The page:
When there is the promise of a "heated" meeting, with directors being "grilled" from a hostile floor, it invariably peters out into stage-managed, tame discussion. The directors sit there, pouring themselves glasses of mineral water and trying not to smirk as time is eaten up by someone asking about the type of pies sold in the kiosks. Think about it: other than some throwaway lines designed to taunt a rival - "Rory Bremner can pretend to be Tony Blair", that sort of thing - how often does anything truly newsworthy emerge from any agm?
The reality is that an incumbent board - any incumbent board - tends to get a far easier ride than people expect. When they are looking up at the top table, with a microphone thrust into their hand and the eyes of the room suddenly boring into them, even the most vociferous critic of a board can lose their nerve. If they are raised at all, the big questions, the big complaints, are met with frustrating or perfunctory responses, the order of business moves on and before you know it the event is done and dusted. Instead of being grilled, unpopular directors are laughing up their sleeves.
The first annual meeting of Rangers International Football Club will be different, at least up to a point. Some of the existing board will not be spared some real, visceral hostility at Thursday's meeting. Many shareholders and the majority of the broader Rangers fanbase have waited a long time for a chance to get in a room with this board and to personally interrogate them for the club's financial haemorrhaging and the never-ending chaos of its affairs. Brian Stockbridge, the beleaguered, unpopular finance director, can brace himself for a particularly rough ride. Sandy Easdale can say all he likes about a board taking collective responsibility for its failings, he will never convince the support that it is anything other than an unforgivable disgrace that a finance director could oversee a £14.4m operating loss in a year then admit the club will have just £1m left in the bank by April, having taken a grotesque £200,000 bonus for the football department winning the third division.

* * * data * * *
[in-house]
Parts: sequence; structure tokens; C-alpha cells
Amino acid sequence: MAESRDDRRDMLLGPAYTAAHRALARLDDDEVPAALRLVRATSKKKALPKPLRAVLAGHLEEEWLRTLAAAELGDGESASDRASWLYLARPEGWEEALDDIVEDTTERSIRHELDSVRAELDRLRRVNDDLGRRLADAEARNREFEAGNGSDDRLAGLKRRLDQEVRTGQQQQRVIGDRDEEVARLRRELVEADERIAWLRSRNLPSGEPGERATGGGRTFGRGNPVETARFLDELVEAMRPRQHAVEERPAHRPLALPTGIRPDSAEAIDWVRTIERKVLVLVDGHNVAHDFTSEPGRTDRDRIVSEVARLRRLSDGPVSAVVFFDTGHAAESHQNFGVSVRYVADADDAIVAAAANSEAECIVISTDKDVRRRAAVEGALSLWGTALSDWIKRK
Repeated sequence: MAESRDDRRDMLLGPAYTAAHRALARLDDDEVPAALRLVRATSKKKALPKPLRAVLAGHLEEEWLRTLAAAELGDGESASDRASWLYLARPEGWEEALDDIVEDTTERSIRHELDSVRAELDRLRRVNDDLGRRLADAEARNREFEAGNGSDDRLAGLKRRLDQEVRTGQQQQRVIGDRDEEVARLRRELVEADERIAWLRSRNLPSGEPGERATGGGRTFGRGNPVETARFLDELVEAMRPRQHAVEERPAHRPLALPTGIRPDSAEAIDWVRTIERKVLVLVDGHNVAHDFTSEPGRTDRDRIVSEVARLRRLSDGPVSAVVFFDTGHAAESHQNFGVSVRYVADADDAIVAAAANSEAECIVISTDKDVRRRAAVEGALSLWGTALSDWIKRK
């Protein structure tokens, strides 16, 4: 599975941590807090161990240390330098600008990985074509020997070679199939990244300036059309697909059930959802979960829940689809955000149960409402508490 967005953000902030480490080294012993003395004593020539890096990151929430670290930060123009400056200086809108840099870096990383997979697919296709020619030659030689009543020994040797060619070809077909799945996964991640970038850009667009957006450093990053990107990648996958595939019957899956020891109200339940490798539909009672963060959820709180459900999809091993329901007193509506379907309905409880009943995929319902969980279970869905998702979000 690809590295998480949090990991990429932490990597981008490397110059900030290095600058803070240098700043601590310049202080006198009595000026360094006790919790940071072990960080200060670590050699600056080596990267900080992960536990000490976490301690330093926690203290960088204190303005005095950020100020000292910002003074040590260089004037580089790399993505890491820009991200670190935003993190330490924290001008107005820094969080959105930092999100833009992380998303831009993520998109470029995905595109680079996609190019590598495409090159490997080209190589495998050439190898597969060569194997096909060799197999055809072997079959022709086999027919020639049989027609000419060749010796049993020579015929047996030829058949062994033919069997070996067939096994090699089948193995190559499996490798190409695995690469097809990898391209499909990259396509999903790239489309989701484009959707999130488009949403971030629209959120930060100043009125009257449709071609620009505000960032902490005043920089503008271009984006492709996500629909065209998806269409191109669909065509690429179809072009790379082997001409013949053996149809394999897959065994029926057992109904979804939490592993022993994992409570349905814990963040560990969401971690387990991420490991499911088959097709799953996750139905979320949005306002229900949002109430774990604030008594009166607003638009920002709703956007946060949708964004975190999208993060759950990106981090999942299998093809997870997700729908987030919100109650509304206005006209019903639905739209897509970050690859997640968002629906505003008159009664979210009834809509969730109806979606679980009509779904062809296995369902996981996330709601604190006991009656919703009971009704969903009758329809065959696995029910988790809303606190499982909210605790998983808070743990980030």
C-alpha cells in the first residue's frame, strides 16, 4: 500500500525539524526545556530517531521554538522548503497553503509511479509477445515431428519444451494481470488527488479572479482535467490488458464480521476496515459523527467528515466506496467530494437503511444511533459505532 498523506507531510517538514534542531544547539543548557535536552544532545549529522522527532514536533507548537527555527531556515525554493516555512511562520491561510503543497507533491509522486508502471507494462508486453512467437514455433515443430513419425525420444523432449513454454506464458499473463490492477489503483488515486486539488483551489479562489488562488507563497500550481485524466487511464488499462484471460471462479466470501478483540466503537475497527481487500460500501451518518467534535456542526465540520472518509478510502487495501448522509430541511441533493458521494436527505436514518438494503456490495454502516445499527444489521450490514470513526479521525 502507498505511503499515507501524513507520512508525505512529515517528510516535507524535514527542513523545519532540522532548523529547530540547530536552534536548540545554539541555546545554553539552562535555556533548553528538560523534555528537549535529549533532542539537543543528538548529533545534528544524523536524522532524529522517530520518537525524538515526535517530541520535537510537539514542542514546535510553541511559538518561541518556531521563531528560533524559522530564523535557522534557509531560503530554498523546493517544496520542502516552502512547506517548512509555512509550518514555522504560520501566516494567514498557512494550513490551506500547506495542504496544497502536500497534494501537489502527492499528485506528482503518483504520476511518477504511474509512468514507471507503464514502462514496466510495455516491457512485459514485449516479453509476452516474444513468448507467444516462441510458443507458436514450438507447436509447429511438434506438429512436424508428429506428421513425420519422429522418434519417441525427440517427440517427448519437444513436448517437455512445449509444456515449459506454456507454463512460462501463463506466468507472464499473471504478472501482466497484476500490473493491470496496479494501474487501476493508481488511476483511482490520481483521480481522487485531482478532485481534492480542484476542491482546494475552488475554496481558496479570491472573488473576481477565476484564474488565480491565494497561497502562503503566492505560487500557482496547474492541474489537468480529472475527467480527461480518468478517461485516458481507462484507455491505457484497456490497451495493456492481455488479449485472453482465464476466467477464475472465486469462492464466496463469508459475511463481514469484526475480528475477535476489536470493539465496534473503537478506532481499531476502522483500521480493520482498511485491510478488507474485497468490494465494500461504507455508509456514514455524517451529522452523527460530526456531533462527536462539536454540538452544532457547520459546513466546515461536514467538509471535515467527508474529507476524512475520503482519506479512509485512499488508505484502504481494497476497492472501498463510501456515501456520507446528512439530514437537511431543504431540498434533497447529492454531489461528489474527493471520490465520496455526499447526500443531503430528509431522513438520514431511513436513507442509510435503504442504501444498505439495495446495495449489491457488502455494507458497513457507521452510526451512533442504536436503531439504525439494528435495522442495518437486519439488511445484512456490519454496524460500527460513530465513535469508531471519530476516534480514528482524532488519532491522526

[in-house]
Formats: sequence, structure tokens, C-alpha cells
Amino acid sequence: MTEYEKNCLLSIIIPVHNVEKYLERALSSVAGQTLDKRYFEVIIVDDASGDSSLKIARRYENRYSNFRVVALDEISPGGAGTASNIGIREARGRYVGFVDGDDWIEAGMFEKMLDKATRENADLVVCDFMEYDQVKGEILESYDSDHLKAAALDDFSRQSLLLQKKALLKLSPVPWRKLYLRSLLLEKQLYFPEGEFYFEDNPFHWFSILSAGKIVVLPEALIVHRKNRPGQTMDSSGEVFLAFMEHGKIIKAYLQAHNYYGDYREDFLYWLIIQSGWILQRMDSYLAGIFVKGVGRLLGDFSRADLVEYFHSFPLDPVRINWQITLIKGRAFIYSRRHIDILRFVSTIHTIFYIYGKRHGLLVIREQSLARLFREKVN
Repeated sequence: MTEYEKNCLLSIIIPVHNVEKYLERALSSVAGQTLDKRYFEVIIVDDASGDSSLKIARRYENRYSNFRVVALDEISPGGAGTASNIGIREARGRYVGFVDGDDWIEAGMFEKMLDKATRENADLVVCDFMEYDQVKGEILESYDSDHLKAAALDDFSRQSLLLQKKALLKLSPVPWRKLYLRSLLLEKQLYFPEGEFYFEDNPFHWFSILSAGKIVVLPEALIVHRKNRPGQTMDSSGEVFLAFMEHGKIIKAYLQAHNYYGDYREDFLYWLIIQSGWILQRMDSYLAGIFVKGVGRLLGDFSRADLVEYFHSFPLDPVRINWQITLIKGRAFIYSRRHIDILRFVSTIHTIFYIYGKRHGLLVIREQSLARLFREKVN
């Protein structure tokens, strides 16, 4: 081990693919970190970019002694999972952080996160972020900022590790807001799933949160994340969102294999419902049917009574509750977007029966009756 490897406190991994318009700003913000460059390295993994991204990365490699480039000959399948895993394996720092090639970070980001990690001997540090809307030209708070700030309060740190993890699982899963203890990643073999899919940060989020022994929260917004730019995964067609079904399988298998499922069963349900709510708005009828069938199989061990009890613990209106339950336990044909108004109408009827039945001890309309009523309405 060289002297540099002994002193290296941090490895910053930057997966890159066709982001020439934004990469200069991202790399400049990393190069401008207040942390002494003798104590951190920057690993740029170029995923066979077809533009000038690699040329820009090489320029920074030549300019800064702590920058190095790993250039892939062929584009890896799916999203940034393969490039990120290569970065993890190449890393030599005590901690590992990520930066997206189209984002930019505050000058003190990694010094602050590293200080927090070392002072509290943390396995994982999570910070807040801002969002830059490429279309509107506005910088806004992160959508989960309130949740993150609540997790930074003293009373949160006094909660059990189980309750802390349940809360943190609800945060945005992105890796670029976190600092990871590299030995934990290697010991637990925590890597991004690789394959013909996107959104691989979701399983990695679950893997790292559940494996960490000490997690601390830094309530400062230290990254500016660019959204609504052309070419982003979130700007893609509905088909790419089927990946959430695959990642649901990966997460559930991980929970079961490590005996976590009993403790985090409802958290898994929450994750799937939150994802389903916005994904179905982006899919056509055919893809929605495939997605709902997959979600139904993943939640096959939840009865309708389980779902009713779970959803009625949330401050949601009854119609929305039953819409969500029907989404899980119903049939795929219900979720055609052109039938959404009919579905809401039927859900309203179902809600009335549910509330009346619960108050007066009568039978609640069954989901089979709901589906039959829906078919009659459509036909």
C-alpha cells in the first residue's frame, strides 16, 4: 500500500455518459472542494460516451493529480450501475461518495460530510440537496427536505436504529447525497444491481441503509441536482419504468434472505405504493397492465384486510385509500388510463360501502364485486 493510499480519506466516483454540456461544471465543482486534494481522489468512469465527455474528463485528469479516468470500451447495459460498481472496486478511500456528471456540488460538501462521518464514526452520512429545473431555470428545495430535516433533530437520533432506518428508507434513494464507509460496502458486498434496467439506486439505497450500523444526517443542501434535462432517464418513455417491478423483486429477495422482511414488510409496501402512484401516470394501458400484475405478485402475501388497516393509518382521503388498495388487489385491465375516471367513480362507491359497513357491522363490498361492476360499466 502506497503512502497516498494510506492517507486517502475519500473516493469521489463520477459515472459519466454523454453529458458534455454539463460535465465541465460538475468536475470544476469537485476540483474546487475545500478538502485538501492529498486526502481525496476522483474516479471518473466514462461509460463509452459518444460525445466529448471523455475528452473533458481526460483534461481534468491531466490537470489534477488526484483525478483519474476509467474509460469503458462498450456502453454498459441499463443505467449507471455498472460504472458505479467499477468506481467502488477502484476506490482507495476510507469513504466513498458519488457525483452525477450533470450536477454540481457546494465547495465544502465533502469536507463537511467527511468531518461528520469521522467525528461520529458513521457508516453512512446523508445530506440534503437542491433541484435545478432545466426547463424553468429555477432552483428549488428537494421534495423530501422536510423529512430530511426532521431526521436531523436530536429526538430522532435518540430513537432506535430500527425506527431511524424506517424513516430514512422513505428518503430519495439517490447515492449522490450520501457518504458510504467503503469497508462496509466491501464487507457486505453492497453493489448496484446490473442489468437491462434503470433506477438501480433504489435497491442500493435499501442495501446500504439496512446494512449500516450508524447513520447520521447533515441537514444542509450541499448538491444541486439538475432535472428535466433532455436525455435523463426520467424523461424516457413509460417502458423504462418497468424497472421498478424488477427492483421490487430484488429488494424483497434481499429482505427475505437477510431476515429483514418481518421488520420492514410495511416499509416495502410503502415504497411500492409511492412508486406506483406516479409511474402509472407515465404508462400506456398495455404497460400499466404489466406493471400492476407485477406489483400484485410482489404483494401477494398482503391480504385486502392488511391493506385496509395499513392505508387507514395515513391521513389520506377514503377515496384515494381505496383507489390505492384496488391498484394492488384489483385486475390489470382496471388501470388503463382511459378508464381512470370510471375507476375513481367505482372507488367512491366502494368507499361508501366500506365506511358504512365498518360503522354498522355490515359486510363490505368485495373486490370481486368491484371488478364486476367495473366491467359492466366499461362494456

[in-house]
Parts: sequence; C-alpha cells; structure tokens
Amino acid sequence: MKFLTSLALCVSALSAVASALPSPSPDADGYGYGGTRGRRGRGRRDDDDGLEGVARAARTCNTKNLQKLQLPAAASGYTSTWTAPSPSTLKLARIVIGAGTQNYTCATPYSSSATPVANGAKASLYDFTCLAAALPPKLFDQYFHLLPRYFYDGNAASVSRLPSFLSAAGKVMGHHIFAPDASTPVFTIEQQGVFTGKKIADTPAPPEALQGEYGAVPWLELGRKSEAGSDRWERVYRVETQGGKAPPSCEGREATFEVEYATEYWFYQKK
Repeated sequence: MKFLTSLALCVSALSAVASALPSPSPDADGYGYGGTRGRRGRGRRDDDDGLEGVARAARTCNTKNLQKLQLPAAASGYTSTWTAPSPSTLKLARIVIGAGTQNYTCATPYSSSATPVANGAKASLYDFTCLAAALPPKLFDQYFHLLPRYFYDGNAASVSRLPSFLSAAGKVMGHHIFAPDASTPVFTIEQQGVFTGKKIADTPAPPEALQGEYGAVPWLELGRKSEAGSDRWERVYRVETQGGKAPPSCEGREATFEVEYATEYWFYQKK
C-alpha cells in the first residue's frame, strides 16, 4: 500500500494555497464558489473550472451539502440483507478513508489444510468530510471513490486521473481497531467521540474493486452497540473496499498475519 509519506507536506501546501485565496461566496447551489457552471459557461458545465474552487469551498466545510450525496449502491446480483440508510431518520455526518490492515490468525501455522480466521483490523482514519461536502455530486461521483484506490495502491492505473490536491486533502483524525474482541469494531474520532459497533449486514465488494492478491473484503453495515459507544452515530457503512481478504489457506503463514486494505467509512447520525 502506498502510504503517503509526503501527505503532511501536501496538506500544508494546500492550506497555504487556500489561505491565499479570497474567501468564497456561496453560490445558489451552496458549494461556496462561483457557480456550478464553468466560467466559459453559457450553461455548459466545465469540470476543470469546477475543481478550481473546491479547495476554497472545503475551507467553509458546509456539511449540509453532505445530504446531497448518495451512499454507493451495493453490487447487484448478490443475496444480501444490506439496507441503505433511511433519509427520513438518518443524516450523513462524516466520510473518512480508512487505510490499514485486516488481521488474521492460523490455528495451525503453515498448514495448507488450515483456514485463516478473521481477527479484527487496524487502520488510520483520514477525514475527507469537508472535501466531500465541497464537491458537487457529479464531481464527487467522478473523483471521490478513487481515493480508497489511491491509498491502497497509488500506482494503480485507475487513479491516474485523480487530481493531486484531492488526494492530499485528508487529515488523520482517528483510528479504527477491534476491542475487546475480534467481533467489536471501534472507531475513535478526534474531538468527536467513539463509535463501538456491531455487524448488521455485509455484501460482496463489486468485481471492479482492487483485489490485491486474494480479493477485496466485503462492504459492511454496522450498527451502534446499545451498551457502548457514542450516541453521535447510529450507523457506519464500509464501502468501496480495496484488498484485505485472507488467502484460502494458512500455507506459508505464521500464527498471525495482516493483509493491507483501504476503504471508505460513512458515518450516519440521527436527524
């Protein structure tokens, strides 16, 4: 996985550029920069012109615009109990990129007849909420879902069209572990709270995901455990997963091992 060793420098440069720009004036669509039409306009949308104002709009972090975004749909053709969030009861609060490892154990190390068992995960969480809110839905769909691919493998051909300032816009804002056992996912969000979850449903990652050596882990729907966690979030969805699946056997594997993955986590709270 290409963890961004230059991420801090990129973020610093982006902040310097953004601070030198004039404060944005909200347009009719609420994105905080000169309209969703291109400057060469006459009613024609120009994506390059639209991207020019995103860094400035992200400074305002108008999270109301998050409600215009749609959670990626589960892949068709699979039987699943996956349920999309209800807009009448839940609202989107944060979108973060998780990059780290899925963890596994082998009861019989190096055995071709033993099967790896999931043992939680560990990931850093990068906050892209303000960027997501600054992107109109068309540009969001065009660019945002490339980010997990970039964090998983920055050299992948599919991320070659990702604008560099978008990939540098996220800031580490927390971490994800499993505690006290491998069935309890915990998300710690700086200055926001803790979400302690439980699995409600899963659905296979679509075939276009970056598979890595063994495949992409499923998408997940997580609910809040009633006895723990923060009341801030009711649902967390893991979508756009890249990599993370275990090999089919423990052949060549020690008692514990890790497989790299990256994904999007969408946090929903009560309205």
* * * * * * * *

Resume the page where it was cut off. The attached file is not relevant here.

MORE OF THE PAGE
But as the old adage goes, sticks and stones may break my bones but words will never hurt me. There has been a Teflon coating for the most unpopular figures to pass through Ibrox recently - Craig Whyte, Charles Green, Imran Ahmad and now Stockbridge have all survived for varying periods of time when supporters wanted their heads to roll - and the real issue around Thursday is whether the board will suffer anything more serious than a verbal battering for an uncomfortable couple of hours.
What had been billed for weeks as a tight, hard-to-call battle for control of the boardroom does not have quite the same feel about it going into the final days. There has been bluster and bravado from the directors and the nominees' group, both claiming to have the necessary backing to prevail, but the smart money is on the board having secured enough support from institutional investors to be re-elected en masse, while the group of four seeking to remove and replace them will be routed.
If that is how things unfold there undoubtedly will be some bitter, vicious and deeply personal exchanges. There is the certainty of lurid headlines. If there is anyone left who still associates Rangers with dignity or decorum they are in for an upsetting week. But the two camps flinging muck at each other is nothing new. If the current board does prevail then the saga will not end, it will merely enter another phase. The nominees - Paul Murray, Malcolm Murray, Scott Murdoch and Alex Wilson - will be finished. There would be sound and fury from them before they melted away. That would leave no obvious focal point for the fans' ongoing resentment and opposition to the board. Organised boycotts of season tickets and merchandise have been suggested, but to what real end? If the board survives on Thursday it will have done so through democracy. It will have been shown to be the will of the shareholders, if not the will of tens of thousands of the supporters.
There has been no leadership or presence from this current Rangers board, little personal investment, and nothing it has done which has been particularly impressive - with the possible exception of appointing Graham Wallace as chief executive. Yet it looks like the bigger institutional investors are supportive.
Wallace has come across as a credible and respected figure so far, maybe because he has had the sense to say next to nothing. If this board survives, it will have to reinvent itself and open up to a fanbase which is suspicious and unimpressed - the secrecy over who is behind Blue Pitch Holdings and Margarita Holdings has been a public relations disaster - and it will have to do so quickly if season tickets are to be flogged just as the club is down to its last million in the bank. Wallace could emerge as a unifying figure when it comes to that, the only one at Ibrox other than Ally McCoist.
If those two start banging the drum on a season-ticket drive, the likelihood is that the supporters would broadly respond. Why? Because fundamentally they want to come to watch their team, and because if the board has survived this week's agm there is really nowhere else to go.